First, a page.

It seems obvious that the 5 activists would have easily been able to fulfil the conditions set out in sub-section (2) above and therefore their arrest was totally unnecessary. In this, and in unleashing violence on a largely peaceful though illegal gathering, the police over-reacted. In that sense I do agree with the Nation's call for the police to apologise and "take action" against the concerned officers. I only wish that the newspaper was as vocal in calling for the punishment of the other lawbreakers in this sorry tale.

Wednesday, August 01, 2007

Still the Bitter Option

Now that Safaricom shares are set to make their debut on the Nairobi Stock Exchange, has anyone cleared the air over the ownership of, and relationship between, Safaricom, Vodafone Kenya Ltd. and Mobitelea? Or is this one of those issues that Kenyans love make a lot of noise about and then promptly sweep under the carpet?

Here are the issues I would still like addressed:

However, the government insists that there are only two shareholders of Safcom i.e. Telkom Kenya (60%) and Vodafone Kenya Ltd (40%). According to the East African, Mobitelea Ventures Ltd. was, at least till 2000 a non-trading arm of Telkom Kenya. It appears that sometime between March 2001 and May 2002, Mobitelea acquired a stake in Vodafone Kenya Ltd. (which by then was wholly owned by Vodafone Plc) . This implies either of two things.

One, that Telkom, through Mobitelea and using public money, bought shares in VKL thus increasing its effective shareholding in Safaricom to 70% without informing the public. It then sold the equivalent of 5% of that shareholding back to Vodafone Plc generating $10 million and again failed to report this. It would also mean that contrary to its declarations, Telkom actually effectively owns 65% of Safaricom and is trying to hide that 5% from us.

Or two, Telkom had by then quietly sold (or given) Mobitelea to someone who then managed to convince Vodafone Plc to sell them a piece of VKL on the hush-hush. This begs many questions. Whom did Telkom sell (or give) Mobitelea to (last year a search at the Company Registry conducted by The East African failed to determine the ownership or directors of Mobitelea Ventures), why and for how much? Were the proceeds declared in the company's accounts? Can Telkom so easily dispose of a public asset without informing anyone? Why doesn't the company come clean on this matter?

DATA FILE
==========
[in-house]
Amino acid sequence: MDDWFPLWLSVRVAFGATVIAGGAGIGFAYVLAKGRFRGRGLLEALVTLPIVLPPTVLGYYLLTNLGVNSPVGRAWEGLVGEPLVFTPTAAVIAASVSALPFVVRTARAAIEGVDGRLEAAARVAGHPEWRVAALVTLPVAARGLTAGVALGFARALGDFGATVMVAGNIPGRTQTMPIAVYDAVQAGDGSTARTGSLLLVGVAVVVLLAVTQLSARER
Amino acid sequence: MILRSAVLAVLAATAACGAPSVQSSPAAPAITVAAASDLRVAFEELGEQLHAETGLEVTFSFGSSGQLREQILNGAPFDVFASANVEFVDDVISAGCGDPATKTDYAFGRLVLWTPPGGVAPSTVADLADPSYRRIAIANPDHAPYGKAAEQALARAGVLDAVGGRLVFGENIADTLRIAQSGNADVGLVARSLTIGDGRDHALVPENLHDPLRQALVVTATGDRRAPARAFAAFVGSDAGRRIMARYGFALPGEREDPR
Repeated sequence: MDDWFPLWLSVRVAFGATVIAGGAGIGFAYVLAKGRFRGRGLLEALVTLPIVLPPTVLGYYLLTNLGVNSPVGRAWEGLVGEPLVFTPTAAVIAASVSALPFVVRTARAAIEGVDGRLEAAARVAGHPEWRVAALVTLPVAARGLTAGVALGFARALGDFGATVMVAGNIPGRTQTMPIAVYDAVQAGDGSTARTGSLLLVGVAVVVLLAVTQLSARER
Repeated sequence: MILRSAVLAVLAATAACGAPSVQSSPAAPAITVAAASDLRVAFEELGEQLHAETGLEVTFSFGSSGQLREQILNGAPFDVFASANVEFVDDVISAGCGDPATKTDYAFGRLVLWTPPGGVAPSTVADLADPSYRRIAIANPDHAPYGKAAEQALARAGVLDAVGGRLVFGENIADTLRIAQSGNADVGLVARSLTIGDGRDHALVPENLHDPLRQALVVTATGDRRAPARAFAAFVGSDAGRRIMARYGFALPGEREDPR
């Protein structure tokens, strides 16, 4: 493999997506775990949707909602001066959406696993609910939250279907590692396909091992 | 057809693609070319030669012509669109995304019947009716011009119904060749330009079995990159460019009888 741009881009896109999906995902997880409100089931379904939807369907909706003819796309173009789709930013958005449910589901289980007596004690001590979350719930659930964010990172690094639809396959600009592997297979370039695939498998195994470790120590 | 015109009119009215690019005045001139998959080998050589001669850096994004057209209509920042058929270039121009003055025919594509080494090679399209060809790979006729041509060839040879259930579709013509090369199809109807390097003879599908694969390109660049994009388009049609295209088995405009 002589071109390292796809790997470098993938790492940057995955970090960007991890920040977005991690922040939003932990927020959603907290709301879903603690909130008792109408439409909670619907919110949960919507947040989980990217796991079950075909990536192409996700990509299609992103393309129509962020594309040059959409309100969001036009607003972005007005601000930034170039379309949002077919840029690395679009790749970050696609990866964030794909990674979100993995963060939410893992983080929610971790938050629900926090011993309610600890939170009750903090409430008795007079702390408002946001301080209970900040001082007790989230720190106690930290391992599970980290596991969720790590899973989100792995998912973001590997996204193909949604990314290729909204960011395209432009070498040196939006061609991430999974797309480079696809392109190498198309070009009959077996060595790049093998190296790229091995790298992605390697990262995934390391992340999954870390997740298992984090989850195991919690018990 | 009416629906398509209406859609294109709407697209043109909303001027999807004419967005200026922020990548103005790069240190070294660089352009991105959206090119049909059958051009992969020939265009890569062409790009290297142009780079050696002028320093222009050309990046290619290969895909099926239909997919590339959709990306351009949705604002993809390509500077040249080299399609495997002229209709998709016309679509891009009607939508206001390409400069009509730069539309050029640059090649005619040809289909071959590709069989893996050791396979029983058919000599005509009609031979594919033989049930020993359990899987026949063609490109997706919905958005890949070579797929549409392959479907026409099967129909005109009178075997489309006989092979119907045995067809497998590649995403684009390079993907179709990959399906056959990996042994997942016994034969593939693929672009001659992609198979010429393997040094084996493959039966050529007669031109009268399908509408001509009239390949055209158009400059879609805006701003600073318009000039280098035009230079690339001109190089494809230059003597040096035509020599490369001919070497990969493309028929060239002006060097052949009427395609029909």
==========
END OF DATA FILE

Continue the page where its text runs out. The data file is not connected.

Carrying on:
Isn't there a contradiction in Safcom CEO Michael Joseph refusing to divulge the details of Safcom's ownership structure to Parliament's Public Investment Committee, while at the same time seeking to access more of the public's money through a listing on the NSE? And do the rules of the NSE not compel him to release that information now?

What has become of the PIC Chairman Justin Muturi's promise to get to the bottom of the affair?

Tsk.. Tsk..

In keeping with my stated respect for the rule of law, I must admit that a few things about yesterday's demonstration and its aftermath do not sit well with me.

First, the careless disregard exhibited by the protesters of the legal requirement to inform the police before holding a public demonstration. Today's Daily Nation quotes one of them, Ms Ann Njogu from Creaw, admitting to the police yesterday that “some matters were urgent and we are angered to an extent of forgetting the need to notify you”. There can be no excuse for such an oversight and the police were well within their rights to declare it an illegal gathering and to order them to disperse. It is the height of hypocrisy to demand that the government comport itself within the bounds of law while the very activists demanding this are busy ignoring its provisions. That said, I still maintain that the subsequent police reaction (lobbying tear gas canisters etc.) was excessive and unwarranted. Furthermore, locking up people who clearly pose no threat to the public is an abuse of police powers. It would have sufficed to get them to record statements and order them to appear before some magistrate the next day.

Secondly, the Nation article also reports on Cabinet Minister Charity Ngilu successfully abetting the escape of Ms. Njogu from police custody. Again, this is a flagrant violation of our statutes and does much harm to the cause Ms. Njogu and her fellow protesters were fighting. Just because one disagrees (as I do) with the premise of their arrest does not suddenly relieve one of the responsibility to act in a lawful manner. I hope to see the Minister for Health presently arraigned in court along with Ms. Njogu.